The Consequences of Imperialism
Encounters between two different cultures always bring about many changes, whether the implications of such are large or small. Although the textbooks we read may list these changes, it is impossible to clearly comprehend the impact of such changes unless we read a first-person account of the transitions that took place as a result of such encounters. By reading excerpts from the autobiography of Fukuzawa Yukichi, we are given a very special view of how these changes affected the culture, thinking, and practices of the Japanese following the introduction of both Dutch and American powers within Japan. By viewing the event through the eyes of one who experienced it, we are presented with a far greater understanding of the element of change that pervaded mid to late 1860s Japan. Perhaps most visibly significant among the changes brought between the encounter of Western cultures with the Japanese are the changes of everyday practices. We are given a clear view of this at the introduction of Fukuzawa's excerpts. He points to the old views of his father, who claimed that "it [was] abominable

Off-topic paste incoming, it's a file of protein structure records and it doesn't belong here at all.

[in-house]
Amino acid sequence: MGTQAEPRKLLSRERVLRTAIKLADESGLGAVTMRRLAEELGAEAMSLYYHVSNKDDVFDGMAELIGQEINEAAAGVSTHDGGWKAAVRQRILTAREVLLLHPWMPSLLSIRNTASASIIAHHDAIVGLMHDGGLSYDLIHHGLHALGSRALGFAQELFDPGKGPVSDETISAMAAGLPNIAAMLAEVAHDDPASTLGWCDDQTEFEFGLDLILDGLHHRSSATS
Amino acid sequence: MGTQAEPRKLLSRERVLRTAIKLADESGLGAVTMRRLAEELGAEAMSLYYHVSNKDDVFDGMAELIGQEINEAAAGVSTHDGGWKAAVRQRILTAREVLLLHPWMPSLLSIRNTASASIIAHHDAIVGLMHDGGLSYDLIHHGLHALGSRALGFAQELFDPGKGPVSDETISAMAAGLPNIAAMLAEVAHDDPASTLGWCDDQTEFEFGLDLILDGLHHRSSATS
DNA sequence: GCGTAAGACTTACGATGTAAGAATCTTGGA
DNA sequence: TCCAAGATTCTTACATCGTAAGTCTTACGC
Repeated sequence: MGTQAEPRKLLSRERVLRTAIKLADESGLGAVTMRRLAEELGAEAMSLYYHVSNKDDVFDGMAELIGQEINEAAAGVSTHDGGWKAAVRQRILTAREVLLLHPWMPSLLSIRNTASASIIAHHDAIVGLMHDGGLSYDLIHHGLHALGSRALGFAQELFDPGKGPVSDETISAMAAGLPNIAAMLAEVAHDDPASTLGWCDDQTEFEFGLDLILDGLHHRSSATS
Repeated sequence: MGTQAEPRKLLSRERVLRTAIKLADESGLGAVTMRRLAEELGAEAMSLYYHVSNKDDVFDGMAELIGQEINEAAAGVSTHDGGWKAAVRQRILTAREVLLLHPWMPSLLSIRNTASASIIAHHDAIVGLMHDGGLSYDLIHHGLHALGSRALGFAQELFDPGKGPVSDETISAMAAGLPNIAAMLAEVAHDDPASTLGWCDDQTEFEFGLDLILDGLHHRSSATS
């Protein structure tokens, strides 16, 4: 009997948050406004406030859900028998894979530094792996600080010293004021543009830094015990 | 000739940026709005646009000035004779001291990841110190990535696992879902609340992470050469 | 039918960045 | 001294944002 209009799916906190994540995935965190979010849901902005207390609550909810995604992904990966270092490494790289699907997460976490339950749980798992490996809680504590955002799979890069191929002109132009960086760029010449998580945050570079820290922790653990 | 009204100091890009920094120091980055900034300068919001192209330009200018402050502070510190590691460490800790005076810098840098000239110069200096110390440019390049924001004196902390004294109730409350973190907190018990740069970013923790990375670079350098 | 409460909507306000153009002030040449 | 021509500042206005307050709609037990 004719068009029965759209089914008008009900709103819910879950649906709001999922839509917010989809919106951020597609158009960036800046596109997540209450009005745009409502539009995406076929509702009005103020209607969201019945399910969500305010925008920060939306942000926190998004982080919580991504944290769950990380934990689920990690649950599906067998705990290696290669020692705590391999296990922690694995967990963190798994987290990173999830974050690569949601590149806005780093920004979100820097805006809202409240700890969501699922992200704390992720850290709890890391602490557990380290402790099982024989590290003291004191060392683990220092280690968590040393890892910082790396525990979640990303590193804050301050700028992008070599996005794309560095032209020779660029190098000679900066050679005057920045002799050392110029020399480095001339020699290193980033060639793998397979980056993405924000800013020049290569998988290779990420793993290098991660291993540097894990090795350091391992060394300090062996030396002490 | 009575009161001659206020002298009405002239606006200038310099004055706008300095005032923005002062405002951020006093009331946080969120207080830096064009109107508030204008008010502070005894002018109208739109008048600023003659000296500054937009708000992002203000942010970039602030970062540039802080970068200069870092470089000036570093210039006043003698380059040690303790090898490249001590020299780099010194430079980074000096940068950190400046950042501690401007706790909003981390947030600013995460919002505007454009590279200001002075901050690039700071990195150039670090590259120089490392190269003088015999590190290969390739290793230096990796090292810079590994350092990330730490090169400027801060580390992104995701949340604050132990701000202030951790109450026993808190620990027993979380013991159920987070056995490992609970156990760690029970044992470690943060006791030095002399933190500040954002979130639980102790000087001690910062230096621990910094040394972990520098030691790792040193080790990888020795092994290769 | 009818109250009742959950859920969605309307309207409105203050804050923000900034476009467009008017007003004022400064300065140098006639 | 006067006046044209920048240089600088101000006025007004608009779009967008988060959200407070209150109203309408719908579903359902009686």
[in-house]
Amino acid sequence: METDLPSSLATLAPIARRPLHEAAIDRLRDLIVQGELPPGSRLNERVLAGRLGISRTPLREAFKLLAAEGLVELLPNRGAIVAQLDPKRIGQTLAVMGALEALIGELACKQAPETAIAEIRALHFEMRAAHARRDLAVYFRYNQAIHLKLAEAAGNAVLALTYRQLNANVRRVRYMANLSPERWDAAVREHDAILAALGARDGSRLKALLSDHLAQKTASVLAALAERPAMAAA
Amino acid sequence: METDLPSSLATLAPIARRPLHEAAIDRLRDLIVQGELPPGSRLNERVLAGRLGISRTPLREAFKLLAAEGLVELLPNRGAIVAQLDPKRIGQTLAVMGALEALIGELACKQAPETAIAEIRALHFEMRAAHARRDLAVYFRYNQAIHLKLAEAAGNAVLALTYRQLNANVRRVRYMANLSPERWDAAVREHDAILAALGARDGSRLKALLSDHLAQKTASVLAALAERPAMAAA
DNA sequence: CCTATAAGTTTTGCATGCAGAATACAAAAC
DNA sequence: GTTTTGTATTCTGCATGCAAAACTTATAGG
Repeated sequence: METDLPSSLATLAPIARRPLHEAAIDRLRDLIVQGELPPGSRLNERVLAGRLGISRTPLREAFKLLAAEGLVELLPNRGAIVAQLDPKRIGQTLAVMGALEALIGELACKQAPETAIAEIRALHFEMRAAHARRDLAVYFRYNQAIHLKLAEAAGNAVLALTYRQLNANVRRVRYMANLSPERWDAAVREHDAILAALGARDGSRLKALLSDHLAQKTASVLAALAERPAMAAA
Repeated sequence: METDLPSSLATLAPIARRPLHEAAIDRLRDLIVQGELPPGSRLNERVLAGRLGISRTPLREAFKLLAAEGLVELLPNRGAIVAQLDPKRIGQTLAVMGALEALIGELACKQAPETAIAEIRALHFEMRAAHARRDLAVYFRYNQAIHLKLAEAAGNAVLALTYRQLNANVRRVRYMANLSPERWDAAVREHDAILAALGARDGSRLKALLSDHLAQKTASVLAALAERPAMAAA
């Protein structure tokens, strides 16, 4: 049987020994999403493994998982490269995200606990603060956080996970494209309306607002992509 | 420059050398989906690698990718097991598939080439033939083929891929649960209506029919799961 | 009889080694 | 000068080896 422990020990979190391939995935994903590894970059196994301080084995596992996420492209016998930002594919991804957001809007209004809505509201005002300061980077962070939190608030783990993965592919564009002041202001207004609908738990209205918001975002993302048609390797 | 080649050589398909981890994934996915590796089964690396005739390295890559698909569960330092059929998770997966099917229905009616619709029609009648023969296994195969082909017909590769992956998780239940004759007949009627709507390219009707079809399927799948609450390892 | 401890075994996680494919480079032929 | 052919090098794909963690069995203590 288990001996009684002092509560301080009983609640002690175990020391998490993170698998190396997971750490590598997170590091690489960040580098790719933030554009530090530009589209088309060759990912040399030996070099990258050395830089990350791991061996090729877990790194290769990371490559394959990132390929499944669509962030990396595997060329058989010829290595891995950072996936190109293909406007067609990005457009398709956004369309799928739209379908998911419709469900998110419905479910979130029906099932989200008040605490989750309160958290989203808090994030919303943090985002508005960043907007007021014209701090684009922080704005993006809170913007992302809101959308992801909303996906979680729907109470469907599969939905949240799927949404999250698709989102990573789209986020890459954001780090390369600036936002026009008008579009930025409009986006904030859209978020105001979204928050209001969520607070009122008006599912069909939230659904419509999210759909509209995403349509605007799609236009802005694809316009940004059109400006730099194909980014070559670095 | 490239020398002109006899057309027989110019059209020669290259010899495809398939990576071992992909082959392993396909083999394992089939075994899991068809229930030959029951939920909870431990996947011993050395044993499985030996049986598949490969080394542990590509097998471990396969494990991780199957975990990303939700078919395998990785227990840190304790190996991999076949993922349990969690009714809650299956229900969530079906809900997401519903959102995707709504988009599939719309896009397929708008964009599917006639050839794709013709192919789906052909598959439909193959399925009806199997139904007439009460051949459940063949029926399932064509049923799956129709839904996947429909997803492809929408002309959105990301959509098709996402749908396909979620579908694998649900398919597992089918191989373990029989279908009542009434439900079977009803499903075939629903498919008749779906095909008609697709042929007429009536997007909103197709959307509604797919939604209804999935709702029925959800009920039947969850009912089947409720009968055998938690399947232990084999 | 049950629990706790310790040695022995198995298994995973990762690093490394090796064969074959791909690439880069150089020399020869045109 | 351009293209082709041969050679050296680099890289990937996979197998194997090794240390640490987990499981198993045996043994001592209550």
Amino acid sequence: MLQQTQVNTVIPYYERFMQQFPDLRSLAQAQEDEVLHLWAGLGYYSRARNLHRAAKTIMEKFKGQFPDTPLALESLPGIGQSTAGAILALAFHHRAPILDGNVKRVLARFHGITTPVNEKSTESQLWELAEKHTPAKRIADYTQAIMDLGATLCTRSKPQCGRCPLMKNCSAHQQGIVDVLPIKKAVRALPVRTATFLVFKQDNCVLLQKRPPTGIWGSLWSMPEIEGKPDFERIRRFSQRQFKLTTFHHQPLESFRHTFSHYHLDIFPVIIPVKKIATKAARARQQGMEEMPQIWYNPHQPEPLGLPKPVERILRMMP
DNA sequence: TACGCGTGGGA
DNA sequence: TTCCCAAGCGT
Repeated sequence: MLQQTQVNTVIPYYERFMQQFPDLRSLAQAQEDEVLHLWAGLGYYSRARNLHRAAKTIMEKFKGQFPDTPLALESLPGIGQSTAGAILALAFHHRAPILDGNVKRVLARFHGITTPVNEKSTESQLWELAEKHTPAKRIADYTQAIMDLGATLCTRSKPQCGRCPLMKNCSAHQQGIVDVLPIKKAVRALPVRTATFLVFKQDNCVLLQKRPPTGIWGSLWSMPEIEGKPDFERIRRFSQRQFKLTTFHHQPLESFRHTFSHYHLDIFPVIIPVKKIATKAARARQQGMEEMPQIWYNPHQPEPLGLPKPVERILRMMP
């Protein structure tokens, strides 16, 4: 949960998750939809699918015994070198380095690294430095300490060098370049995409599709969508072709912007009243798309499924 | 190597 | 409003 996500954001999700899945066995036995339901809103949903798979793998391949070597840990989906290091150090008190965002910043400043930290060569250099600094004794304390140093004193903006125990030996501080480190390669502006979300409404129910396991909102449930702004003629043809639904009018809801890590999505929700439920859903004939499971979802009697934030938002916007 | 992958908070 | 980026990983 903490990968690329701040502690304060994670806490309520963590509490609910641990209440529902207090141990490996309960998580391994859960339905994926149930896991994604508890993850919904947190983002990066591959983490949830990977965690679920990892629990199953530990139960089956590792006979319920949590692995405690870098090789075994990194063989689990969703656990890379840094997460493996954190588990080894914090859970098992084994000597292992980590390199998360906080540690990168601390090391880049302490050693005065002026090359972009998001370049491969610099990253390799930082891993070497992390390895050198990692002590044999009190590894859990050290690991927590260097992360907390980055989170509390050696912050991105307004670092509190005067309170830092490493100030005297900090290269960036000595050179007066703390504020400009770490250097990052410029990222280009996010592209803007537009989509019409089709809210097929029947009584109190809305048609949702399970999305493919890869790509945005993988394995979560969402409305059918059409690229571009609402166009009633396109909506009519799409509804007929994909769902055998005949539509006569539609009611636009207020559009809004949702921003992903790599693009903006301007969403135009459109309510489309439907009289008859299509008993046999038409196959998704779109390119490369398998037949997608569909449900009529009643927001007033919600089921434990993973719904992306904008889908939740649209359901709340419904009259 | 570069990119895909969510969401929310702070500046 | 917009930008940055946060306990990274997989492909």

that innocent children should be taught to use numbersthe tools of merchants." (Reader 137) However, Fukuzawa's future exploits saw him not minding at all when he was entrusted with taking care of some of his gunnery teacher's monetary responsibilities (148). Such a change was not uncommon, as Fukuzawa claims that a Chinese scholar of the time was theorizing that finances should be of great importance to the samurai rather than to the lower classes. Even as a child, Fukuzawa tells his brother in a conversation, "I would like to be the richest man in Japan
and spend all the money I want to", a stark contrast from the earlier words of his father (Reader 142). This demonstrated the changes in thinking that were occurring to a system already several hundred years old, in which samurai, unable to live on their own property, were paid...
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